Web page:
But anyway:

This is true, but only down to the point of no return (typically about 3.5v/cell for a modern lipo or 3v/cell for an older one). Discharging beyond thois point at ANY current very much DOES damage the cells, and we all know. If you carry on discharging below this voltage at high currents there is a very high risk of plate damage, fire and a Corbyn government, which is why when COMPLETELY discharging cells for disposal it must be done at a lower rate. If the bucket of saline option doesn't dingle your dangle then just stick a 1kohm resistor across the leads and leave them outside for a month. measure the voltage across the resistor every couple of days - when it gets down to a few millivolts they're done.

The bucket of saline thing is still the safest method though - the water keeps the cells cool and prevents significant events should the cells decide to go into a runaway melt-down or similar (rare, but not impossible).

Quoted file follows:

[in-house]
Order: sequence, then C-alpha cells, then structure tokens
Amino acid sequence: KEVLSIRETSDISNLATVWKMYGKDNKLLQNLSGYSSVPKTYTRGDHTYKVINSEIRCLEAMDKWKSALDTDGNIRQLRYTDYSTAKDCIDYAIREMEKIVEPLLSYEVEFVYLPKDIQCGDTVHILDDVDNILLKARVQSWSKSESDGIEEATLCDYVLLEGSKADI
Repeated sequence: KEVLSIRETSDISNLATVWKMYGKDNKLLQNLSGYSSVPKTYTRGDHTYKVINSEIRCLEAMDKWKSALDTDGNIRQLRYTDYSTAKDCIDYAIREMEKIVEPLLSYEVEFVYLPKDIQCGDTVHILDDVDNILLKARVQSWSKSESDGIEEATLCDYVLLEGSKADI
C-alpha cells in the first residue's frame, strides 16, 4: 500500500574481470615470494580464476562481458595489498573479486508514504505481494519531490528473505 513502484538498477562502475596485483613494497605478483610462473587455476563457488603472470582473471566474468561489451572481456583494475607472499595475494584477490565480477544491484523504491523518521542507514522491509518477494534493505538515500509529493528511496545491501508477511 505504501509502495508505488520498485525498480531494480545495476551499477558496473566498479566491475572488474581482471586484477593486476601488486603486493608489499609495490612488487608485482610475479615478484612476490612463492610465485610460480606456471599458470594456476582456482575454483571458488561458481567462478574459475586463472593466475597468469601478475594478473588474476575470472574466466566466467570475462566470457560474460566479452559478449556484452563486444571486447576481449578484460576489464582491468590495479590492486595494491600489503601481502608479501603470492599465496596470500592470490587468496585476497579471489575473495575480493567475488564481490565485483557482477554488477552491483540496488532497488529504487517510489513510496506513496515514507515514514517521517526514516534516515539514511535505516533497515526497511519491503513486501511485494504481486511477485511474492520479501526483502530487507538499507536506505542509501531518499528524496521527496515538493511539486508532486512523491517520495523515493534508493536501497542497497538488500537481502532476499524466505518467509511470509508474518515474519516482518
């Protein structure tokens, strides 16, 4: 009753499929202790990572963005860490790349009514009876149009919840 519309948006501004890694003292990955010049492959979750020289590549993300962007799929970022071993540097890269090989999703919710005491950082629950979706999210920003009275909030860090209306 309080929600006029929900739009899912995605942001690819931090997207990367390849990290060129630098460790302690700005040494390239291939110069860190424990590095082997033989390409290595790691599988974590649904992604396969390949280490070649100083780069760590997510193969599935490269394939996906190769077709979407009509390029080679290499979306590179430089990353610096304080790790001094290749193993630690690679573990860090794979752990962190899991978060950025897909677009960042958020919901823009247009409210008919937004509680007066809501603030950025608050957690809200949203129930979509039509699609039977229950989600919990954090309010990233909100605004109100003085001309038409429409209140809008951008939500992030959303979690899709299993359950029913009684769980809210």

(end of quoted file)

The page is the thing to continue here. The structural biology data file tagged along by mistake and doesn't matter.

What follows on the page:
€0.000008 supplied,

PDR


Well I'll go with this one.  If my rubbish truck suffers a fire I'll blame PDR.

So it's dishwasher salt plus water in a plastic container.  Leave them for 2 weeks and then dispose into the general trash bin.

QED

PDR

Quote from: e-flite_rules on August 01, 2019, 13:27:03 pmIf my rubbish truck suffers a fire I'll blame PDR.

I didn't realise my wife posted here

PDR
There are no shortcuts on the long, hard road to success. But if your dad's rich there could a limo service...

Bad Raven

Late to the party I know, but:-